Muddy and Wolf learnt their music in the Mississippi delta and they both learnt their trade from itinerant country blues masters like Charlie Patton and Sun House; when they migrated North they took this rich cultural heritage with them and used it as the base from which to develop their music.
Wolf, born Chester Burnett in the tiny hamlet of White Station, Mississippi, around 1907, was turned out of his own home by his mother as a young teenager, but found a place with his great-uncle, who would work him hard on the cotton fields and make him eat separately to his children. His was whipped if he made any mistakes. Eventually he reconnected with his father who bought him his first guitar at 18.
Wolf did not dally, he found out that Charlie Patton lived nearby so he hassled the troubadour and despite having hands like hams, learnt Patton's all-action percussive guitar style (Wolf never became a great guitarist or harmonica player but he was mightily effective at what he did and he did it well) which would stay with him all his career, as would Patton's clowning and sexual stage manner.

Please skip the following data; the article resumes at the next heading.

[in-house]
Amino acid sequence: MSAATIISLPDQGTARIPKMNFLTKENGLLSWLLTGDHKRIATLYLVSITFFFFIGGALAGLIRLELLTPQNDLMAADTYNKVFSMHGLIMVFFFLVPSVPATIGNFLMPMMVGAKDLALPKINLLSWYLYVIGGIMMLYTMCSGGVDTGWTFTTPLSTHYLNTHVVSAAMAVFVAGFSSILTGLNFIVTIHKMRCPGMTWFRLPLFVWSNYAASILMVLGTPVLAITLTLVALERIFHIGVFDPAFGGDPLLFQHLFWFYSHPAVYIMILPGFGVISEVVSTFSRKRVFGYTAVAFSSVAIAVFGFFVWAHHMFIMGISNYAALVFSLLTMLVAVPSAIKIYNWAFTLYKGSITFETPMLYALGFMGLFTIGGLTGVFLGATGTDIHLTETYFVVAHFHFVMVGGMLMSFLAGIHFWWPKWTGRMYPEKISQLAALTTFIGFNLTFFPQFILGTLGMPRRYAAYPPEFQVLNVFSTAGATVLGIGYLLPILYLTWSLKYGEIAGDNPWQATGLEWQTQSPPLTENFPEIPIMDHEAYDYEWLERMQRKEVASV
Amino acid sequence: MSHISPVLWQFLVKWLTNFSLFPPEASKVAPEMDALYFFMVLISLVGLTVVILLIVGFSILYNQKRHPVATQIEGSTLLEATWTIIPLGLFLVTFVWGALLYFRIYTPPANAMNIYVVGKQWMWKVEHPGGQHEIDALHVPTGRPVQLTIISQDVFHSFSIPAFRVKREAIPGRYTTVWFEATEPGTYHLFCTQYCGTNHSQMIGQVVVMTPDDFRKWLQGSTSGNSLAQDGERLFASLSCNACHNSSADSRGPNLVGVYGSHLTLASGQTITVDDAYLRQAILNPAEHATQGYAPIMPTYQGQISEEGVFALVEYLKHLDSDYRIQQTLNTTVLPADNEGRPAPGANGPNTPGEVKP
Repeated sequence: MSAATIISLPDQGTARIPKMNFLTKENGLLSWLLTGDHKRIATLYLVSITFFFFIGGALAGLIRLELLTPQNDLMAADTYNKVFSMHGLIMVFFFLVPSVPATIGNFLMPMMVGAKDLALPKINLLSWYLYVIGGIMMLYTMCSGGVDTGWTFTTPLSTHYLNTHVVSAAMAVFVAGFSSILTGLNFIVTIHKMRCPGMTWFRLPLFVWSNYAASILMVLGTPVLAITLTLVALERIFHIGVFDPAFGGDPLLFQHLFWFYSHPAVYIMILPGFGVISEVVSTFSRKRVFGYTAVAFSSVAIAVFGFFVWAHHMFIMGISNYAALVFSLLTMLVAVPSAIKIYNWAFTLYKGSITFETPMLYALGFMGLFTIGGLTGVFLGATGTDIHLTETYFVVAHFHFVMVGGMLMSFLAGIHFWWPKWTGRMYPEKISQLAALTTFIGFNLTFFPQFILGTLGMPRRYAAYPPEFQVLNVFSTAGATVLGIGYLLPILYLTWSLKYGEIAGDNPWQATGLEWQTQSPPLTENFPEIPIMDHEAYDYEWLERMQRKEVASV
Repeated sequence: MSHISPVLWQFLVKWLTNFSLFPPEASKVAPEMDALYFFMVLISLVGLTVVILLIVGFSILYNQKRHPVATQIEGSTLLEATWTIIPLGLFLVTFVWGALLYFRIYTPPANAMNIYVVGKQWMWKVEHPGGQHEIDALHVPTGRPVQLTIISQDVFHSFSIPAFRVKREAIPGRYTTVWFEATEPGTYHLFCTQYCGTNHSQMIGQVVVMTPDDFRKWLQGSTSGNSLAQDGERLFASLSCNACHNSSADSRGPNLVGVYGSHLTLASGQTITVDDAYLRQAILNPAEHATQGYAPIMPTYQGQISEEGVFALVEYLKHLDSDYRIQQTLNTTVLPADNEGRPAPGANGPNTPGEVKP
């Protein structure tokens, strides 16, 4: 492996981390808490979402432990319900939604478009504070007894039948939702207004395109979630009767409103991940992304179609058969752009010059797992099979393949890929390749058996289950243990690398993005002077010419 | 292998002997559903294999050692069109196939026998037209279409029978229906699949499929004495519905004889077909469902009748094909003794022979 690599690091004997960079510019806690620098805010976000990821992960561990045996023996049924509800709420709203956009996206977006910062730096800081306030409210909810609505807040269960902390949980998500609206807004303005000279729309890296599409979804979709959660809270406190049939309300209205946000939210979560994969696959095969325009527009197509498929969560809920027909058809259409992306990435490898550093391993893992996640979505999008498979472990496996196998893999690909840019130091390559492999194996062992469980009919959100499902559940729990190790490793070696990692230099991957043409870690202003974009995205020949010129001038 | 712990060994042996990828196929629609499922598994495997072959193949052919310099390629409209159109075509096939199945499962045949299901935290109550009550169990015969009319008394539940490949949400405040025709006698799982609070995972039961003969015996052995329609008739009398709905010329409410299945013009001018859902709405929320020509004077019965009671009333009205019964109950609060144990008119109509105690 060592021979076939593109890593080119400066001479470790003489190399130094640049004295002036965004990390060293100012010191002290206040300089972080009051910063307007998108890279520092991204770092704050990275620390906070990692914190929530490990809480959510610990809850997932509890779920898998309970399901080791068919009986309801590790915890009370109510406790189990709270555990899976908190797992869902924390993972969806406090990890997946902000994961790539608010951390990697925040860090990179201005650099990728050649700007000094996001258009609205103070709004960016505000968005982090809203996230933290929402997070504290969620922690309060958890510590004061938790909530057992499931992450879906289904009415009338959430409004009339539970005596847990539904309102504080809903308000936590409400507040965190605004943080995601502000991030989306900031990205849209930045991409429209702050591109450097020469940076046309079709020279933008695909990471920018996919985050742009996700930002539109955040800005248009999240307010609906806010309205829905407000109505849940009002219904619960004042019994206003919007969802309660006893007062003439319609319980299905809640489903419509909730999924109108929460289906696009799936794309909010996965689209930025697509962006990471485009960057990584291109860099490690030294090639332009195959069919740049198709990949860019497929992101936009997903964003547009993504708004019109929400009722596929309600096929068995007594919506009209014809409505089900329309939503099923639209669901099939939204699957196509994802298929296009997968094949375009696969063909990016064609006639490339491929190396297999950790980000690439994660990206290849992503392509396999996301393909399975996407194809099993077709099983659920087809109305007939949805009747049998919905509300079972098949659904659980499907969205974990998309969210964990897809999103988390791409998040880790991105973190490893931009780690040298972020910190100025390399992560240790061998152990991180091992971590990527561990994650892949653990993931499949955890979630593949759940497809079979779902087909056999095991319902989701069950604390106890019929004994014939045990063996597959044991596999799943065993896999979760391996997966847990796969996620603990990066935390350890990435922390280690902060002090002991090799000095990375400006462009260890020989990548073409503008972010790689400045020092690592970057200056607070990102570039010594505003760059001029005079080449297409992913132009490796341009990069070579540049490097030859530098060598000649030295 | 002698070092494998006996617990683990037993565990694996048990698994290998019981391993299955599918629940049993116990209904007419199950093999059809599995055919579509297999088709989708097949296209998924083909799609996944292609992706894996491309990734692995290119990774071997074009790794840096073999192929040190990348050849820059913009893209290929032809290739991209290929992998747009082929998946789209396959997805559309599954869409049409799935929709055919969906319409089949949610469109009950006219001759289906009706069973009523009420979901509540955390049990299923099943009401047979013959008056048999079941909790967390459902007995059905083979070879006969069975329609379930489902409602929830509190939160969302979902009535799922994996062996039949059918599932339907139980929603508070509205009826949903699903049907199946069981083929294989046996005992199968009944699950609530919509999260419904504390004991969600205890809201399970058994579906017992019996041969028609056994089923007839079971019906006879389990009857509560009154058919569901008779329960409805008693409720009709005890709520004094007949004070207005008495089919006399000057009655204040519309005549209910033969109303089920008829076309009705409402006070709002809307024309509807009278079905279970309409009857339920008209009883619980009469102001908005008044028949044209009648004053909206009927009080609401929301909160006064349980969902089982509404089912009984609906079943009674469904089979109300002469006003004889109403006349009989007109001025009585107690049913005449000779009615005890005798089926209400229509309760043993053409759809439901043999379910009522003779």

For much of his early career, he would travel to Saturday night fish fry parties or juke joint gigs solo or with Patton (before he lost his mojo to the demon liquor) and any number of legends like Honeyboy Edwards, Johnny Shines and Sonny Boy Williamson II. It was Sonny Boy who taught Wolf to play the harmonica while he courted Wolf's step-sister. He would return to ploughing and farming for two months every year during the planting season _ all the while singing behind his mules and making up instant rhyming lyrics.
He was a musician for nearly 20 years before he moved north to Chicago to fame and fortune, which led to international recognition, particularly from young British musicians like Mick Jagger and Keith Richards. By the mid-1960s, many US and UK musicians had covered Wolf's songs like Spoonful and Smokestack Lightnin'.
Wolf suffered the after-effects of a car crash and kidney problems later in his career and he died in 1973, leaving behind a brilliant musical legacy.